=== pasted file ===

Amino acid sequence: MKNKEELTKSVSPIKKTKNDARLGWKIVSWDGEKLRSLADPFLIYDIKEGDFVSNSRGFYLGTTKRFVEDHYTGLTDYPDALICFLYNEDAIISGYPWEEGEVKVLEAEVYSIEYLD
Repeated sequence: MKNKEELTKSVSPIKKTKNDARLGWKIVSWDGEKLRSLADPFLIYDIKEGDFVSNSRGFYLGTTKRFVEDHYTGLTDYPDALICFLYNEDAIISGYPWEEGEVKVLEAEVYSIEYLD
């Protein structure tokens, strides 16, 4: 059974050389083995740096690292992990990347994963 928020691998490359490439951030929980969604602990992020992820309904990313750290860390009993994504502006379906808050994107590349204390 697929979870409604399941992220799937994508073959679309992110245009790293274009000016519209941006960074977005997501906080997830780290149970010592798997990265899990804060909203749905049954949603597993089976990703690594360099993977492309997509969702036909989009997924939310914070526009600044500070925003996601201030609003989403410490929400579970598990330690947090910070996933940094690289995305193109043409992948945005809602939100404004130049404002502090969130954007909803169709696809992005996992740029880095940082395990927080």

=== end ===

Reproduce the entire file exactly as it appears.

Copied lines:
Amino acid sequence: MKNKEELTKSVSPIKKTKNDARLGWKIVSWDGEKLRSLADPFLIYDIKEGDFVSNSRGFYLGTTKRFVEDHYTGLTDYPDALICFLYNEDAIISGYPWEEGEVKVLEAEVYSIEYLD
Repeated sequence: MKNKEELTKSVSPIKKTKNDARLGWKIVSWDGEKLRSLADPFLIYDIKEGDFVSNSRGFYLGTTKRFVEDHYTGLTDYPDALICFLYNEDAIISGYPWEEGEVKVLEAEVYSIEYLD
């Protein structure tokens, strides 16, 4: 059974050389083995740096690292992990990347994963 928020691998490359490439951030929980969604602990992020992820309904990313750290860390009993994504502006379906808050994107590349204390 697929979870409604399941992220799937994508073959679309992110245009790293274009000016519209941006960074977005997501906080997830780290149970010592798997990265899990804060909203749905049954949603597993089976990703690594360099993977492309997509969702036909989009997924939310914070526009600044500070925003996601201030609003989403410490929400579970598990330690947090910070996933940094690289995305193109043409992948945005809602939100404004130049404002502090969130954007909803169709696809992005996992740029880095940082395990927080």